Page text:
Read Genesis 3:1-7. For further reflection, read Genesis 3:8-24.
Have you ever watched a video of a seemingly perfect wedding, just for a disastrous accident to happen suddenly? It could be the bride falling off the stairs as she goes up to the stage, or the bridegroom dropping the rings into the river, or the flower girl crying in the middle of the processional. When an accident like that happens, it feels so much more pronounced because everything else seems to be perfect in the wedding. An imperfection is much more glaring and obvious in an otherwise completely perfect item/event.
As we read in our previous entries, God created a perfect paradise for the first man and woman to live. However, that perfection did not last. Into that perfect world, sin was introduced. What made it even more tragic was that, unlike the accidents that we just mentioned, the first sin was not an accident. It was a deliberate and intentional action on behalf of the man and woman. That first sin was not an accident. It was spurred on by the temptations of the serpent. They ate of the tree of the knowledge of good and evil. The first temptation here is the same temptation for all of us today – to be autonomous and independent from God’s loving rule. Instead of looking to God for the knowledge of good and evil, mankind wanted to be the ones who decided what is good and evil. However, the moment they ate the fruit from the tree of the knowledge of good and evil, their eyes were opened, “and they realized they were naked.” (v7) Their pathetic attempt at covering up their nakedness with fig leaves only serves to highlight the depth of their sins. Their paradise was shattered.
They dug a deeper hole for themselves when both the man and woman shift the blame onto another. Adam blamed Eve for his actions while at the same time indirectly blaming God himself. (v12 – “the women you put here with me…”) Eve on the other hand blamed the serpent for his deception. God’s judgement came swift and severe. Ultimately, they were banished from the Garden of Eden, and their access to the tree of life (v22), and thereby God, was cut off. It was no longer possible for them to have a relationship with God. In that sense, they were “dead”. God was faithful to his promises – “for you must not eat from the tree of the knowledge of good and evil, for when you eat from it you will certainly die.” (cf. Gen 2:17)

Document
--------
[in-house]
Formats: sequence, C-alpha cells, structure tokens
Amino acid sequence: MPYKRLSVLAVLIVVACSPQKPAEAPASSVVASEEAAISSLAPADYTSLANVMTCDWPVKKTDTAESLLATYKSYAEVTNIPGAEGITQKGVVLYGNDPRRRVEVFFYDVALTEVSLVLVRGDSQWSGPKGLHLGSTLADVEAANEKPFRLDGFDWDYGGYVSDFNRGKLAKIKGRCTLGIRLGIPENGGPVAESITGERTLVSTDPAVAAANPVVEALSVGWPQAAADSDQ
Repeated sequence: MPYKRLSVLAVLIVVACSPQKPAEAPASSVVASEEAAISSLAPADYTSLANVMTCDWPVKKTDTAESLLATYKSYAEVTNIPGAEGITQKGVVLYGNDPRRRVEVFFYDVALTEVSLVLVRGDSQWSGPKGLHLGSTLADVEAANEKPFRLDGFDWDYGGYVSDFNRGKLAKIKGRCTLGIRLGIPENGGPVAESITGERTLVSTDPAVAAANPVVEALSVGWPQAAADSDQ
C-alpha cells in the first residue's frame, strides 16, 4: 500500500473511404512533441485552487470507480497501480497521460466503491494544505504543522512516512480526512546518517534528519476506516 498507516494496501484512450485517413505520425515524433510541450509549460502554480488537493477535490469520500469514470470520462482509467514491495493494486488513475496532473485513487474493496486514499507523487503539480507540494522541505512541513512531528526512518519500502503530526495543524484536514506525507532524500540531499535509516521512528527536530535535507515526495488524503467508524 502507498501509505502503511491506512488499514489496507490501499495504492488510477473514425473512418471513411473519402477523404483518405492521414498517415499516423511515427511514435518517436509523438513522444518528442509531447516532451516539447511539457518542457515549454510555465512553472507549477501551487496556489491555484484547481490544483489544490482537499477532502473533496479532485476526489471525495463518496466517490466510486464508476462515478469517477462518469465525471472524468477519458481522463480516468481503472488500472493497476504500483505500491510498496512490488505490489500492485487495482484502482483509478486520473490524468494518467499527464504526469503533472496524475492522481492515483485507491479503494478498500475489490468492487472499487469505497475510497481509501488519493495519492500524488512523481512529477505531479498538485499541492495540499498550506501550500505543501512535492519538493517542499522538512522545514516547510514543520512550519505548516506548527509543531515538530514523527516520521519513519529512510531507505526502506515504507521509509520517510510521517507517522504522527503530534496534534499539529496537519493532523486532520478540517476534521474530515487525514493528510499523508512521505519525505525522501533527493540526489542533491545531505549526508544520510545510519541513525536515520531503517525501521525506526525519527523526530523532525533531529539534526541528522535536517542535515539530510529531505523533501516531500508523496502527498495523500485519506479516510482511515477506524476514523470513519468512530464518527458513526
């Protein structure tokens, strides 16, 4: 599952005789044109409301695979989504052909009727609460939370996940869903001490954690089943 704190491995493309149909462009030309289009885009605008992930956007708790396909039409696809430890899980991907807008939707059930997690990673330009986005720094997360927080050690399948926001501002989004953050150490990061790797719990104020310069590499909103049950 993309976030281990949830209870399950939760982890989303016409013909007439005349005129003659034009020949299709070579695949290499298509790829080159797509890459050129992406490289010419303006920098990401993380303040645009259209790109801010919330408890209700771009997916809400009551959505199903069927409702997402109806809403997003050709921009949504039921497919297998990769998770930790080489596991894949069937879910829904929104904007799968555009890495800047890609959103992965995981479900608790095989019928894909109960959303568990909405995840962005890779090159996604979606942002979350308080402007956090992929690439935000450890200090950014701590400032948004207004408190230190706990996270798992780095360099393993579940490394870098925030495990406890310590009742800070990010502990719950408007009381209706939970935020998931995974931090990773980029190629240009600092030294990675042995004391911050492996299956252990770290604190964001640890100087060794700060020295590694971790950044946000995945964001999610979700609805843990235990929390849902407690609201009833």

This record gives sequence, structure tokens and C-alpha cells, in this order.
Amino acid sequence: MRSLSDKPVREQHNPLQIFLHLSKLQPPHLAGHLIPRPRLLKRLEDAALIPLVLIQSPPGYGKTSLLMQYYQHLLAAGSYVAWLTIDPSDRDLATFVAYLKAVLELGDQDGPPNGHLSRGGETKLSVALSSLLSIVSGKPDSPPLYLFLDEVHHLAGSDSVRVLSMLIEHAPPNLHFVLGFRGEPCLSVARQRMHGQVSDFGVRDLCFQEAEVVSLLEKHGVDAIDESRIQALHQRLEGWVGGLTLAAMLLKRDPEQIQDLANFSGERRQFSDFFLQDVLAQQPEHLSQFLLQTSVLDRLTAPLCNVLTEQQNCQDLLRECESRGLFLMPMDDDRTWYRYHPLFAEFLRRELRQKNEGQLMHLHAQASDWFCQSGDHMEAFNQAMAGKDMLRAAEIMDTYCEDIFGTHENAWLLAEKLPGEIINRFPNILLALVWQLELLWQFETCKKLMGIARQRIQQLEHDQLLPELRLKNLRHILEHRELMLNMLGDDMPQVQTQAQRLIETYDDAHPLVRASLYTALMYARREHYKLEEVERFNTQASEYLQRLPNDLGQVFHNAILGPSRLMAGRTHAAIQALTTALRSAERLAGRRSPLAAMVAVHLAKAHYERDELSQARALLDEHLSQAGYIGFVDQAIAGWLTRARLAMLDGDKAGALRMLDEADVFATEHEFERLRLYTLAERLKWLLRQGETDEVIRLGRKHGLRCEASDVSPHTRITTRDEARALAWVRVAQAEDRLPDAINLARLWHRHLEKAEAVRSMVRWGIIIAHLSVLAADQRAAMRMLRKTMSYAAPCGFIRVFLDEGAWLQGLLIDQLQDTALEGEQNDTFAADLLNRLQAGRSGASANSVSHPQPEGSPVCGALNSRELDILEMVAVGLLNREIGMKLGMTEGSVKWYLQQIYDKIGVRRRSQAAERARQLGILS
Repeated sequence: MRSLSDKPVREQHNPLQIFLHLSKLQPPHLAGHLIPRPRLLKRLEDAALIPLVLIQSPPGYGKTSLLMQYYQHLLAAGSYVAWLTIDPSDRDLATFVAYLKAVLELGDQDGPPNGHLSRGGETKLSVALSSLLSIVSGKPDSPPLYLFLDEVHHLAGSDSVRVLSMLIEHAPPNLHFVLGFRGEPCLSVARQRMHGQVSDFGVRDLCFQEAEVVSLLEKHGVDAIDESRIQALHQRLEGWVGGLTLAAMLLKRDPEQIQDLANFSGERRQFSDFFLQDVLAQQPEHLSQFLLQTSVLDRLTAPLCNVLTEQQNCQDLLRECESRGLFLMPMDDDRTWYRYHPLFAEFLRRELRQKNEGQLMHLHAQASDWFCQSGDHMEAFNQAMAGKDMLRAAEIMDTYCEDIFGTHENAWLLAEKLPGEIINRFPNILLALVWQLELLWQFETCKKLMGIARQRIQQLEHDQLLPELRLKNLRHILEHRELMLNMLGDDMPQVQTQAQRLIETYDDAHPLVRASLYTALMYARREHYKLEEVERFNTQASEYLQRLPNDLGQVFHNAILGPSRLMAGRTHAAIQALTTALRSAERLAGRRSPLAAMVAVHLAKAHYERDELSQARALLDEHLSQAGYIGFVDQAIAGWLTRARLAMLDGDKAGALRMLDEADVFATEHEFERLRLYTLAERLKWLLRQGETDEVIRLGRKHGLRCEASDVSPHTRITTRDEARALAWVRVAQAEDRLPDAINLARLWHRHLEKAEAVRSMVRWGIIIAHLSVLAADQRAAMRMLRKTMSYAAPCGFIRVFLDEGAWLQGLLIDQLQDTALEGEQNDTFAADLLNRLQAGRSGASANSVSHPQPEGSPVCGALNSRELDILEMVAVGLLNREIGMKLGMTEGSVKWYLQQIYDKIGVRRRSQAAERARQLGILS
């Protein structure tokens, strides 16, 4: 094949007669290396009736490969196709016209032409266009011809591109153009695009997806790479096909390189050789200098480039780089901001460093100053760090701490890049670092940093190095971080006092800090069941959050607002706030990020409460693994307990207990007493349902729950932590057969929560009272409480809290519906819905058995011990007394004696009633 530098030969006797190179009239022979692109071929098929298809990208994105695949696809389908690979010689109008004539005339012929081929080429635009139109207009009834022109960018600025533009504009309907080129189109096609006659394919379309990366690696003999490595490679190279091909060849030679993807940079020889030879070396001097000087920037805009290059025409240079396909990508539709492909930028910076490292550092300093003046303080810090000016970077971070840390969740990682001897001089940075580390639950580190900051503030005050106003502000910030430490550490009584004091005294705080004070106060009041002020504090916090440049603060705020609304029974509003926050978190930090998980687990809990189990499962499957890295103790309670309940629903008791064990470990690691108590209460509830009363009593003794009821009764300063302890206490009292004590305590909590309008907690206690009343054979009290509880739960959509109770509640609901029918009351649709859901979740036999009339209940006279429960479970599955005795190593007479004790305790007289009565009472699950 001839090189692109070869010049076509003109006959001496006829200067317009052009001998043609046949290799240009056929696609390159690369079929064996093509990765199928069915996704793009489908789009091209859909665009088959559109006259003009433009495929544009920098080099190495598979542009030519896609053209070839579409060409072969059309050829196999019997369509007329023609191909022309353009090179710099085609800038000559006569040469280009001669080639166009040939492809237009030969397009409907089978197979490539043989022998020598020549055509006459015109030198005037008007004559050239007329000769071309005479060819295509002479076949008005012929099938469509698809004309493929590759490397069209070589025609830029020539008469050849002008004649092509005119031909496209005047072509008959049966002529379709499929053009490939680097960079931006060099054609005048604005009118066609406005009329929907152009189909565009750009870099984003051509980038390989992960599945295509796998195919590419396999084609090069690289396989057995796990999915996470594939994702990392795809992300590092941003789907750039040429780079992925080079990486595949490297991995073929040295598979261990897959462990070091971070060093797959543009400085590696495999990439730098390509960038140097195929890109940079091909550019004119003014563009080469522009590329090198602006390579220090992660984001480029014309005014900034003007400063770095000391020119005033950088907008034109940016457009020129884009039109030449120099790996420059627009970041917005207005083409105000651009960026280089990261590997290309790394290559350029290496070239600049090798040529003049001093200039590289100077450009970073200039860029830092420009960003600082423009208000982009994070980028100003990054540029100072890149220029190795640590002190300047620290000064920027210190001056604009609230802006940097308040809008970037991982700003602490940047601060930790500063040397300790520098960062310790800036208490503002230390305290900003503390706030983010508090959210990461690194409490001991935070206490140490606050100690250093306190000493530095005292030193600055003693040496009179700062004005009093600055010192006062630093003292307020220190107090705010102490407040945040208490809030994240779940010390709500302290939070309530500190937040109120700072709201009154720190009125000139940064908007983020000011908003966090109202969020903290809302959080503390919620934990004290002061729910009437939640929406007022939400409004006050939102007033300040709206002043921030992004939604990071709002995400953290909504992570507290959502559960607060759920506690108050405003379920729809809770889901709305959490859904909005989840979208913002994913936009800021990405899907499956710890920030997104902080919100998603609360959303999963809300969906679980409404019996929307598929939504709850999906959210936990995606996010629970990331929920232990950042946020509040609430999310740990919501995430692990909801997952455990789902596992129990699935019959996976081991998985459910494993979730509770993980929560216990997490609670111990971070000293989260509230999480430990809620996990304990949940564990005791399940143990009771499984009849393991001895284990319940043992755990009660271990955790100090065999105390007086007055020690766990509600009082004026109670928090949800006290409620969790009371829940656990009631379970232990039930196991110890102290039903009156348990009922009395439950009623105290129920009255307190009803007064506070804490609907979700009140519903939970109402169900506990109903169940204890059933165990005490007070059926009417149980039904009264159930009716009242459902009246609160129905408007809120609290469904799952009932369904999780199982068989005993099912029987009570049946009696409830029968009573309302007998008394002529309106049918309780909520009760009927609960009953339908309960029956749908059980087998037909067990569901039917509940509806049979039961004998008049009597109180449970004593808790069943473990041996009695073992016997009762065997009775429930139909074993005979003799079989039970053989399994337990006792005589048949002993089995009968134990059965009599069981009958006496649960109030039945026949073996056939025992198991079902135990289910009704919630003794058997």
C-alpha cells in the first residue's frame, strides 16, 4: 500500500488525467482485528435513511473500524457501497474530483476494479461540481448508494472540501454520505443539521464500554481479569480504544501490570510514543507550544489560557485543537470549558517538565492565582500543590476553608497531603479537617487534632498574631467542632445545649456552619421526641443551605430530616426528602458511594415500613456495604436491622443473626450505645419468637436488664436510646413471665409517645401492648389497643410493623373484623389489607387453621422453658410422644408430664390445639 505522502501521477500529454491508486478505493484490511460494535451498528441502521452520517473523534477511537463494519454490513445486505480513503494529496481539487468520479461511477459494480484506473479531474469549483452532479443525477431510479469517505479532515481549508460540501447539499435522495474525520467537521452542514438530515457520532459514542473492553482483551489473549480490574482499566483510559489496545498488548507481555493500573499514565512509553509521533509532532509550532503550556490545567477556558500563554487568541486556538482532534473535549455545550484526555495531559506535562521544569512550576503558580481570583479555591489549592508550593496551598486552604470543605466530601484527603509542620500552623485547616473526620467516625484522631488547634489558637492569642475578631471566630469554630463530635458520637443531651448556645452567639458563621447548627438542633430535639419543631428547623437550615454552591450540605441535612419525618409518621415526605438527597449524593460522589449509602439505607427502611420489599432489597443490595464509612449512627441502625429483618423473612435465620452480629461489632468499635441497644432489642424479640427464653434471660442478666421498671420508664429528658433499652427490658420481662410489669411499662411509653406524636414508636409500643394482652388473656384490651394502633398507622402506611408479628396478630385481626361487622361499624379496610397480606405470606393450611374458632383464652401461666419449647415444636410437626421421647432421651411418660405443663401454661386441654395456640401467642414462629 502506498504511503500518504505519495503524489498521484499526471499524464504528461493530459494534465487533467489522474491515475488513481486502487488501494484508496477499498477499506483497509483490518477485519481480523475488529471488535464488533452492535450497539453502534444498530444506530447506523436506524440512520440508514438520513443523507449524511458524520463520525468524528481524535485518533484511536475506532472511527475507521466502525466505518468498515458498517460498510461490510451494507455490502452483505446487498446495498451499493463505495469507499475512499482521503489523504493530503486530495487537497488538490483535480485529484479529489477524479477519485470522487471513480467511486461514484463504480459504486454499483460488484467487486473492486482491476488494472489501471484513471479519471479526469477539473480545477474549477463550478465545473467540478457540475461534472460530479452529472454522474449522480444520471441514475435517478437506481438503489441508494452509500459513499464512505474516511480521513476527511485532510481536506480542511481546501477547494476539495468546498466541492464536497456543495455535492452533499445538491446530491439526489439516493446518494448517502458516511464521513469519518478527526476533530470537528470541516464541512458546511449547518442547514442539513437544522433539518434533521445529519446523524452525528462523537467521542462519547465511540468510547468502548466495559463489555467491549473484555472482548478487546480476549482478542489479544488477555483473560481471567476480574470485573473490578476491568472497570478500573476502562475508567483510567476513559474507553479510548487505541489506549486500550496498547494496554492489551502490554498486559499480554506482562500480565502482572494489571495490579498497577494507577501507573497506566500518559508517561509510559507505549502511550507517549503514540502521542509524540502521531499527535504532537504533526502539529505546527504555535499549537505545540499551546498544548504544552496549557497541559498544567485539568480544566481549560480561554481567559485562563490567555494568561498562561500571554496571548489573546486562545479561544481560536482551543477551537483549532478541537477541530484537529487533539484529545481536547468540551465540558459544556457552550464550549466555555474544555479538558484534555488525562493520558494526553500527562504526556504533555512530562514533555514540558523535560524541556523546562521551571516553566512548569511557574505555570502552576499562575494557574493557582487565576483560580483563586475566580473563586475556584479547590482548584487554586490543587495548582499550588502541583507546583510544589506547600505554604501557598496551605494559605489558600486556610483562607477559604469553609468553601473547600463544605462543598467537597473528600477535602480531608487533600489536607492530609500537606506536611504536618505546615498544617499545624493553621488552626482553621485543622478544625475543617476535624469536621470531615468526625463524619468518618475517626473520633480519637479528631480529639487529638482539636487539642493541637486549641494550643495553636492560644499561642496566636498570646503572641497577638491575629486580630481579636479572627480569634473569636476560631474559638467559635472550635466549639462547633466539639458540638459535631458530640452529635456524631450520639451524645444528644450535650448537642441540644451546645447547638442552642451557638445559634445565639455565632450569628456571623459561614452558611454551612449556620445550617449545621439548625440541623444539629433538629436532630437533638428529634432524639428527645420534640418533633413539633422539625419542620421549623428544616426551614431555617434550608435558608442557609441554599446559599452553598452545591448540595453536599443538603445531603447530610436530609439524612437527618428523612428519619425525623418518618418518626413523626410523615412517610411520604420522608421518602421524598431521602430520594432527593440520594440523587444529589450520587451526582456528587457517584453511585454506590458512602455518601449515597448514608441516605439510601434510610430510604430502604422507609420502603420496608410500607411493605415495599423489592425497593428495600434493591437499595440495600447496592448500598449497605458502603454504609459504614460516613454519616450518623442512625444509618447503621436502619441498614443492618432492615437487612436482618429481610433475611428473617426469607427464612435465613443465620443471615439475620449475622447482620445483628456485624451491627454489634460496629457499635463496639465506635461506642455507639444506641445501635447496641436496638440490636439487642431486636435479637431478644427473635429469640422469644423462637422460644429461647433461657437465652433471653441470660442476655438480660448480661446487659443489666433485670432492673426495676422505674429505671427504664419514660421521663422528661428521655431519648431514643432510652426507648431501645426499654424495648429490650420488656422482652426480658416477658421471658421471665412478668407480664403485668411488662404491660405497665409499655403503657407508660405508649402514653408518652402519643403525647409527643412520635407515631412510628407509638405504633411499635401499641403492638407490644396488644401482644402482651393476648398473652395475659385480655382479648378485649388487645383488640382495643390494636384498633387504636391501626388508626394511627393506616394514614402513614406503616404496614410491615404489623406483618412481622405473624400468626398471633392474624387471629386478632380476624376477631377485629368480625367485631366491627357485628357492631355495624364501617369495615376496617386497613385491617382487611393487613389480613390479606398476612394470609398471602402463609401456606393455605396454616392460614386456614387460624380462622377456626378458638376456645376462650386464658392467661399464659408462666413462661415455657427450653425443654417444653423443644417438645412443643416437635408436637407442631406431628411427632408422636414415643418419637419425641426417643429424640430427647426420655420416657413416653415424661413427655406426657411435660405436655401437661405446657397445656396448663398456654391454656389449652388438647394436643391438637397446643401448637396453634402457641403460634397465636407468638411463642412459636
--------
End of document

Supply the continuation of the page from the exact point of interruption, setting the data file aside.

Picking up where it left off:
However, there is another promise that God made to mankind – “And I will put enmity between you and the woman, and between your offspring and hers; he will crush your head, and you will strike his heel.” (v15). This is a promise that the eventual offspring of Eve will crush the serpent. God himself also clothed their nakedness with garments of skin. This is the start of God’s promise which will eventually lead to the birth of Jesus Christ – the one who will ultimately crush the head of the serpent, and whose blood will clothe the nakedness of our sins.
While it was an absolute disaster with the introduction of sin into that perfect world, God has a promise for us. That promise was still in the form of a seed in Genesis, but as we read through the Bible storyline, we will see this seed of a promise grow and grow, until it reaches full bloom at the height of Jesus’ life and continues to bloom throughout eternity. Everything changed with the entrance of sin into our world, but our God remained the same faithful God of grace for all eternity.
- Pray that we will not be tempted by our desire to be free from God, but rather live joyfully and happily under the loving rule of God
- Thank God for his grace and mercy in having Christ crushing the work of the devil and covering our sins with his blood